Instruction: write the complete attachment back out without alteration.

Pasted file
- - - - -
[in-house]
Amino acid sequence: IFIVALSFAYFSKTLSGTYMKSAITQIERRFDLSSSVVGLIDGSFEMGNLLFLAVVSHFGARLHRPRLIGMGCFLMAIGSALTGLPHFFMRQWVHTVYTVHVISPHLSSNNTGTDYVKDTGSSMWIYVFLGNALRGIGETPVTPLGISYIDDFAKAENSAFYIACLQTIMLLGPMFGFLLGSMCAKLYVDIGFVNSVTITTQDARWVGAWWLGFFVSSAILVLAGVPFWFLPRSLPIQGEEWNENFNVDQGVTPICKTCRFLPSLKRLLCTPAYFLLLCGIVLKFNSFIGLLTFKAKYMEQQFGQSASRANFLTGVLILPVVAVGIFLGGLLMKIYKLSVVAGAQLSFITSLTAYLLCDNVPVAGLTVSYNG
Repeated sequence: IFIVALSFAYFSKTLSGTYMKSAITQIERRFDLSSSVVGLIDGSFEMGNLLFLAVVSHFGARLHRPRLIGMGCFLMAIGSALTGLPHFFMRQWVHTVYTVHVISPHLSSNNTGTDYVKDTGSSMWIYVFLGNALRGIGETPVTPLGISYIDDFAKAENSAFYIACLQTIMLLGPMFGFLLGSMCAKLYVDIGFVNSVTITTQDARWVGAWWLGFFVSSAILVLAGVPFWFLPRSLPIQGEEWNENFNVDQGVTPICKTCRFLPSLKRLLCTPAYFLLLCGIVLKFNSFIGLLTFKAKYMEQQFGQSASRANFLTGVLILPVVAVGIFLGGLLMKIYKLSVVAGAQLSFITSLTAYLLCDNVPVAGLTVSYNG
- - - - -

[in-house]
Amino acid sequence: IFIVALSFAYFSKTLSGTYMKSAITQIERRFDLSSSVVGLIDGSFEMGNLLFLAVVSHFGARLHRPRLIGMGCFLMAIGSALTGLPHFFMRQWVHTVYTVHVISPHLSSNNTGTDYVKDTGSSMWIYVFLGNALRGIGETPVTPLGISYIDDFAKAENSAFYIACLQTIMLLGPMFGFLLGSMCAKLYVDIGFVNSVTITTQDARWVGAWWLGFFVSSAILVLAGVPFWFLPRSLPIQGEEWNENFNVDQGVTPICKTCRFLPSLKRLLCTPAYFLLLCGIVLKFNSFIGLLTFKAKYMEQQFGQSASRANFLTGVLILPVVAVGIFLGGLLMKIYKLSVVAGAQLSFITSLTAYLLCDNVPVAGLTVSYNG
Repeated sequence: IFIVALSFAYFSKTLSGTYMKSAITQIERRFDLSSSVVGLIDGSFEMGNLLFLAVVSHFGARLHRPRLIGMGCFLMAIGSALTGLPHFFMRQWVHTVYTVHVISPHLSSNNTGTDYVKDTGSSMWIYVFLGNALRGIGETPVTPLGISYIDDFAKAENSAFYIACLQTIMLLGPMFGFLLGSMCAKLYVDIGFVNSVTITTQDARWVGAWWLGFFVSSAILVLAGVPFWFLPRSLPIQGEEWNENFNVDQGVTPICKTCRFLPSLKRLLCTPAYFLLLCGIVLKFNSFIGLLTFKAKYMEQQFGQSASRANFLTGVLILPVVAVGIFLGGLLMKIYKLSVVAGAQLSFITSLTAYLLCDNVPVAGLTVSYNG